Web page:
A familiar comedy with heart that (barely) makes the grade.
Despite being a big fan of both Kevin Hart and Tiffany Haddish, I went into Night School with very low expectations. For whatever reason, it felt like the kind of movie that wastes its best jokes in the trailer, but thankfully that is not the case at all. While it did end up surpassing those expectations, Night School has enough humor and heart to warrant a passing grade, so to speak, but not by a whole lot.
One thing that confounded me about the trailers is, judging from the house we see Kevin Hart’s character, Teddy Walker, in, it seems like he’s doing damn good for himself. This begged the question of why would this guy who is living in a seemingly dope house, needs to get his G.E.D. in the first place? The actual answer to which is so convoluted that it barely requires mentioning, except to note that, after freaking out while taking a standardized test, Teddy vows he’ll make it without those stupid tests, claiming he’ll have a great car, great girl, and a great life without being a “sheep” like his classmates… and wouldn’t ya know it… he accomplishes all of that.
Teddy ends up being a successful barbecue grill salesman, with a great girlfriend, Lisa (Megalyn Echikunwoke), a successful designer, a shiny new Porsche and a killer pad. But, after a ridiculous mishap, Teddy, who was already living far beyond his means, is in dire straights. While he does have several years of experience as a salesman, the market has dried up, and his old high school buddy (Ben Schwartz) could get him a job at his financial firm… but he has to get his G.E.D. first, which is made even more troublesome since his old high school rival Stewart (Taran Killam) is now the high school principal, and the night school teacher Carrie (Tiffany Haddish) is not quite susceptible to Teddy’s charms.
Much like Jumanji: Welcome to the Jungle or Old School or The Breakfast Club or countless other school-based movies, Teddy’s GED/night school group is filled with unique characters who seem quite familiar. All of them have their own reasons for being in night school, and they’re all admirable… except for Teddy, who is trying to hustle his way through night school like he’s hustled his way through life.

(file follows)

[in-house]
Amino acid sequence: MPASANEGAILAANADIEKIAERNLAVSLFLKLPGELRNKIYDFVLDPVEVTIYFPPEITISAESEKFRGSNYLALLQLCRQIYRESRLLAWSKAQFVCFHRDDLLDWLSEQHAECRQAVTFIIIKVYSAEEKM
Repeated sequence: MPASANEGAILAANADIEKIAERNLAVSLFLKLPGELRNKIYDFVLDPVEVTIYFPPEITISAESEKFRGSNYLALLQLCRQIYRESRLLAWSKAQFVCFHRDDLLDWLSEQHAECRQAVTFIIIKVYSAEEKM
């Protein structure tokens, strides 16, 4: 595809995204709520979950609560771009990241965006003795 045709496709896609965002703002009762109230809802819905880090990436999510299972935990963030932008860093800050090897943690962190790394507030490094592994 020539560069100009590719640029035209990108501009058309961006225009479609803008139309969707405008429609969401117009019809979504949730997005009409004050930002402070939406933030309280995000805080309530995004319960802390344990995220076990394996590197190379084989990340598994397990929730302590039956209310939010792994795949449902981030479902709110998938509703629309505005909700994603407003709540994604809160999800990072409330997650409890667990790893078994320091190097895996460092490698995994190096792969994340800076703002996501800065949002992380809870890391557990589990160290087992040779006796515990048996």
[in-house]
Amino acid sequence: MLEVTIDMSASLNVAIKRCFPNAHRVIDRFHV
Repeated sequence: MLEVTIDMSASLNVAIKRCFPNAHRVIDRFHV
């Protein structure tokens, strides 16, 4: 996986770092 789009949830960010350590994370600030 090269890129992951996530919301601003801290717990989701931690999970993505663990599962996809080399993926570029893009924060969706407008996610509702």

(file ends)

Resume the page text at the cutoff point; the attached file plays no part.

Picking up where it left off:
While there is definitely no shortage of humor and really hilarious jokes that stick the landing, there are also more than enough jokes that are quite flat, or that overstay their welcome, so to speak. Both Hart and Haddish turn in wonderful performances (although it seems they were both dialed down a tad, in a peculiar way), but there are a few exchanges between the two that are just too drawn out, like the first time they meet while in their respective cars, which serves no purpose except to cram a few more jokes in.
There is no question that this movie is Hart and Haddish’s show, but each of the other night school classmates are given some good moments, particularly Romany Malco’s Jaylen, whose paranoia and fear of robots his consistently hilarious. One of the reasons the humor is somewhat inconsistent could stem from the fact that there are six credited screenwriters on Night School, one of whom is Hart himself, making his screenwriting debut, and three others (Harry Ratchford, Joey Wells and Matthew Kellard), were seemingly hand-picked by Hart himself, since they have all worked on a number of different projects with the comedian. The other two writers are Nicholas Stoller (Neighbors) and John Hamburg (Meet the Parents).
Director Malcolm D. Lee, reuniting with his Girls Trip star Tiffany Haddish, does a fine job at the helm, even nailing some of the trickier scenes that involve Hart and Haddish throwing down in an MMA-style cage. Still, for a majority of the movie, with the exception of one aspect at the end, nothing was terribly surprising about this story, whether it be the same types of characters we’ve seen over and over again, to the paint-by-numbers plot that has been done to death (complete with an in-school ‘heist’).